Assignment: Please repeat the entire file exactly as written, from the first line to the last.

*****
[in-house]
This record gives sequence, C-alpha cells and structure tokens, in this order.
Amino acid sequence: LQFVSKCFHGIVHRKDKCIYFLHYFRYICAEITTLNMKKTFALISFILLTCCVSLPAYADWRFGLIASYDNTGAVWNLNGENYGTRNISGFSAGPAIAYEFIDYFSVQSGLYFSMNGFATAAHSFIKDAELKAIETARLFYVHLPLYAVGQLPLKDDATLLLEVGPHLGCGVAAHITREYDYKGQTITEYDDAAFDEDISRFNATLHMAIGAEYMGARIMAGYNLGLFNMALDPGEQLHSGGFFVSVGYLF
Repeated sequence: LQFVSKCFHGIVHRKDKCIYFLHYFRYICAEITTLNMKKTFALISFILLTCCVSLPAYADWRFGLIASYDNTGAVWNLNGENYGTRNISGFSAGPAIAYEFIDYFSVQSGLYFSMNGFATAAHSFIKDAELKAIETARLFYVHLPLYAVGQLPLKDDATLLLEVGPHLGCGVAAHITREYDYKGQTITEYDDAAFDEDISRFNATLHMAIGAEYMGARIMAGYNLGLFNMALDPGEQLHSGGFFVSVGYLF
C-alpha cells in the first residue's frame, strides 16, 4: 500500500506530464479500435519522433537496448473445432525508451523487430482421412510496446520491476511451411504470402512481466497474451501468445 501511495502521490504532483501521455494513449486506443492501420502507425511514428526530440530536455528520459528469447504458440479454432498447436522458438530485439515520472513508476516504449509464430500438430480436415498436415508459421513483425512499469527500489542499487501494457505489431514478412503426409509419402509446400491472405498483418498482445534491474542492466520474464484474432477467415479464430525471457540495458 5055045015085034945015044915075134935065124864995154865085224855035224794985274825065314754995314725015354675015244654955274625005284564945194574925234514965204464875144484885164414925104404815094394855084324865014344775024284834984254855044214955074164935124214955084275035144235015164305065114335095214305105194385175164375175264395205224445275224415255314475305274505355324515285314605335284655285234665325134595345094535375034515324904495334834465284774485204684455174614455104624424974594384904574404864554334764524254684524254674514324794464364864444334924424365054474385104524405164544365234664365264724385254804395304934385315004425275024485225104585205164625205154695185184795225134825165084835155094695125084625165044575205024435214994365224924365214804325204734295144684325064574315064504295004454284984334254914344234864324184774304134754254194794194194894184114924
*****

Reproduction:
[in-house]
This record gives sequence, C-alpha cells and structure tokens, in this order.
Amino acid sequence: LQFVSKCFHGIVHRKDKCIYFLHYFRYICAEITTLNMKKTFALISFILLTCCVSLPAYADWRFGLIASYDNTGAVWNLNGENYGTRNISGFSAGPAIAYEFIDYFSVQSGLYFSMNGFATAAHSFIKDAELKAIETARLFYVHLPLYAVGQLPLKDDATLLLEVGPHLGCGVAAHITREYDYKGQTITEYDDAAFDEDISRFNATLHMAIGAEYMGARIMAGYNLGLFNMALDPGEQLHSGGFFVSVGYLF
Repeated sequence: LQFVSKCFHGIVHRKDKCIYFLHYFRYICAEITTLNMKKTFALISFILLTCCVSLPAYADWRFGLIASYDNTGAVWNLNGENYGTRNISGFSAGPAIAYEFIDYFSVQSGLYFSMNGFATAAHSFIKDAELKAIETARLFYVHLPLYAVGQLPLKDDATLLLEVGPHLGCGVAAHITREYDYKGQTITEYDDAAFDEDISRFNATLHMAIGAEYMGARIMAGYNLGLFNMALDPGEQLHSGGFFVSVGYLF
C-alpha cells in the first residue's frame, strides 16, 4: 500500500506530464479500435519522433537496448473445432525508451523487430482421412510496446520491476511451411504470402512481466497474451501468445 501511495502521490504532483501521455494513449486506443492501420502507425511514428526530440530536455528520459528469447504458440479454432498447436522458438530485439515520472513508476516504449509464430500438430480436415498436415508459421513483425512499469527500489542499487501494457505489431514478412503426409509419402509446400491472405498483418498482445534491474542492466520474464484474432477467415479464430525471457540495458 5055045015085034945015044915075134935065124864995154865085224855035224794985274825065314754995314725015354675015244654955274625005284564945194574925234514965204464875144484885164414925104404815094394855084324865014344775024284834984254855044214955074164935124214955084275035144235015164305065114335095214305105194385175164375175264395205224445275224415255314475305274505355324515285314605335284655285234665325134595345094535375034515324904495334834465284774485204684455174614455104624424974594384904574404864554334764524254684524254674514324794464364864444334924424365054474385104524405164544365234664365264724385254804395304934385315004425275024485225104585205164625205154695185184795225134825165084835155094695125084625165044575205024435214994365224924365214804325204734295144684325064574315064504295004454284984334254914344234864324184774304134754254194794194194894184114924